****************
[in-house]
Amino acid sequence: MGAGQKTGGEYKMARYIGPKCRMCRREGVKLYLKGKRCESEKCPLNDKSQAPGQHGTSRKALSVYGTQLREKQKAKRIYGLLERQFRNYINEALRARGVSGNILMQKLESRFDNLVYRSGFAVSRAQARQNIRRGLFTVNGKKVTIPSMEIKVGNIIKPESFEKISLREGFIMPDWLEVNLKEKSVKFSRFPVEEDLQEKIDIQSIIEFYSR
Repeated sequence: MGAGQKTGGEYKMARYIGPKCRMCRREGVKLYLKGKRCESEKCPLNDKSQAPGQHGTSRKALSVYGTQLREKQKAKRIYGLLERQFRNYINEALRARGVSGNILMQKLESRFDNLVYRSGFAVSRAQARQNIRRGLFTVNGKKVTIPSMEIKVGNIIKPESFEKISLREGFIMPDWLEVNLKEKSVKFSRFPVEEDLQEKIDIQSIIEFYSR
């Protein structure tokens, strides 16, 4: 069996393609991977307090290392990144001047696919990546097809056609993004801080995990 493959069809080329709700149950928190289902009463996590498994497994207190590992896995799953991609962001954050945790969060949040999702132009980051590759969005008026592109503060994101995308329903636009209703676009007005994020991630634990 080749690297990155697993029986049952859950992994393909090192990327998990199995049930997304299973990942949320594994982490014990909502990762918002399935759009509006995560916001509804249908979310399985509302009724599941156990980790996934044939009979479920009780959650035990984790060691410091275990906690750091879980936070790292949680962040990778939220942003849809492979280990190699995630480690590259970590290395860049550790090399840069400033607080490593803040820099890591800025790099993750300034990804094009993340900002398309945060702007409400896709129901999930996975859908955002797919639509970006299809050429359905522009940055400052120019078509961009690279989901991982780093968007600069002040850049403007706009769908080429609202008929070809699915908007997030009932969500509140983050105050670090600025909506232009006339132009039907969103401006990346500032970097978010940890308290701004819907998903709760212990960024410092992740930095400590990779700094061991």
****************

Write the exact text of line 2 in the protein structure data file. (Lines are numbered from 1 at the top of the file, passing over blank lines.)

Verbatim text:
Amino acid sequence: MGAGQKTGGEYKMARYIGPKCRMCRREGVKLYLKGKRCESEKCPLNDKSQAPGQHGTSRKALSVYGTQLREKQKAKRIYGLLERQFRNYINEALRARGVSGNILMQKLESRFDNLVYRSGFAVSRAQARQNIRRGLFTVNGKKVTIPSMEIKVGNIIKPESFEKISLREGFIMPDWLEVNLKEKSVKFSRFPVEEDLQEKIDIQSIIEFYSR